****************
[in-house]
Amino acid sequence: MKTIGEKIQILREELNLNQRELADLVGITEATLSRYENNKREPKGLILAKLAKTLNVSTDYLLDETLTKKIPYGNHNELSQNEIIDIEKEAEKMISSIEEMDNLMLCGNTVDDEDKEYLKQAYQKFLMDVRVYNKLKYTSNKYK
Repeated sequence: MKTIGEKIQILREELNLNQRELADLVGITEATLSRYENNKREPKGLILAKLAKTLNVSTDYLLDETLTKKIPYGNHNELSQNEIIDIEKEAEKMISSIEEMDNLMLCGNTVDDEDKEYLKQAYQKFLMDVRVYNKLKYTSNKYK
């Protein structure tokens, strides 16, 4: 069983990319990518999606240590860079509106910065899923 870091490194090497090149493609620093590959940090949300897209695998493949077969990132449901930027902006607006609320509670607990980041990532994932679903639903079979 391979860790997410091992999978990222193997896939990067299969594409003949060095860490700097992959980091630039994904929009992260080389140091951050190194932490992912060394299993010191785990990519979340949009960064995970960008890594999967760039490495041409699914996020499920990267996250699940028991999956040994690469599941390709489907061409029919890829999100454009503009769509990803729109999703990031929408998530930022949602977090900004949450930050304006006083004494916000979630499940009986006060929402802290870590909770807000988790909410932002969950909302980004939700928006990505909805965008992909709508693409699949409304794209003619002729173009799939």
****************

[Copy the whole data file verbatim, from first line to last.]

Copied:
[in-house]
Amino acid sequence: MKTIGEKIQILREELNLNQRELADLVGITEATLSRYENNKREPKGLILAKLAKTLNVSTDYLLDETLTKKIPYGNHNELSQNEIIDIEKEAEKMISSIEEMDNLMLCGNTVDDEDKEYLKQAYQKFLMDVRVYNKLKYTSNKYK
Repeated sequence: MKTIGEKIQILREELNLNQRELADLVGITEATLSRYENNKREPKGLILAKLAKTLNVSTDYLLDETLTKKIPYGNHNELSQNEIIDIEKEAEKMISSIEEMDNLMLCGNTVDDEDKEYLKQAYQKFLMDVRVYNKLKYTSNKYK
């Protein structure tokens, strides 16, 4: 069983990319990518999606240590860079509106910065899923 870091490194090497090149493609620093590959940090949300897209695998493949077969990132449901930027902006607006609320509670607990980041990532994932679903639903079979 391979860790997410091992999978990222193997896939990067299969594409003949060095860490700097992959980091630039994904929009992260080389140091951050190194932490992912060394299993010191785990990519979340949009960064995970960008890594999967760039490495041409699914996020499920990267996250699940028991999956040994690469599941390709489907061409029919890829999100454009503009769509990803729109999703990031929408998530930022949602977090900004949450930050304006006083004494916000979630499940009986006060929402802290870590909770807000988790909410932002969950909302980004939700928006990505909805965008992909709508693409699949409304794209003619002729173009799939």